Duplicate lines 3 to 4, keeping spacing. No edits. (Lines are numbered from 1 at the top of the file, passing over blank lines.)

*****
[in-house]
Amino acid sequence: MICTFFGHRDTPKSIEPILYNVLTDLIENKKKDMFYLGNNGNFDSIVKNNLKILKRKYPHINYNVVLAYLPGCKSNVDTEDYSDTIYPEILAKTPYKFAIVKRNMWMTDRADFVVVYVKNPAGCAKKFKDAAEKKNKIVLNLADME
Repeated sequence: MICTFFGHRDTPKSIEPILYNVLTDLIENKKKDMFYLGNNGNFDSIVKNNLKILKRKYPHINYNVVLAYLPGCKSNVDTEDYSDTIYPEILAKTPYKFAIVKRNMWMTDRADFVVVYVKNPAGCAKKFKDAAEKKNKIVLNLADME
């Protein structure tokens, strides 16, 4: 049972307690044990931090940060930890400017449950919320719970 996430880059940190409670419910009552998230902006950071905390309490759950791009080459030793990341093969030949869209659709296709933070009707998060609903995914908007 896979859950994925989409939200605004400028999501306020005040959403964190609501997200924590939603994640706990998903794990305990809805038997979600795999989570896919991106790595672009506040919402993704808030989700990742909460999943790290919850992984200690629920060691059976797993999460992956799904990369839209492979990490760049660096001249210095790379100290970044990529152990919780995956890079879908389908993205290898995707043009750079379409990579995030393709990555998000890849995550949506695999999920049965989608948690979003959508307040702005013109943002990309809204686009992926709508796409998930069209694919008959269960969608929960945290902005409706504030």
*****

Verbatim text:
Repeated sequence: MICTFFGHRDTPKSIEPILYNVLTDLIENKKKDMFYLGNNGNFDSIVKNNLKILKRKYPHINYNVVLAYLPGCKSNVDTEDYSDTIYPEILAKTPYKFAIVKRNMWMTDRADFVVVYVKNPAGCAKKFKDAAEKKNKIVLNLADME
């Protein structure tokens, strides 16, 4: 049972307690044990931090940060930890400017449950919320719970 996430880059940190409670419910009552998230902006950071905390309490759950791009080459030793990341093969030949869209659709296709933070009707998060609903995914908007 896979859950994925989409939200605004400028999501306020005040959403964190609501997200924590939603994640706990998903794990305990809805038997979600795999989570896919991106790595672009506040919402993704808030989700990742909460999943790290919850992984200690629920060691059976797993999460992956799904990369839209492979990490760049660096001249210095790379100290970044990529152990919780995956890079879908389908993205290898995707043009750079379409990579995030393709990555998000890849995550949506695999999920049965989608948690979003959508307040702005013109943002990309809204686009992926709508796409998930069209694919008959269960969608929960945290902005409706504030």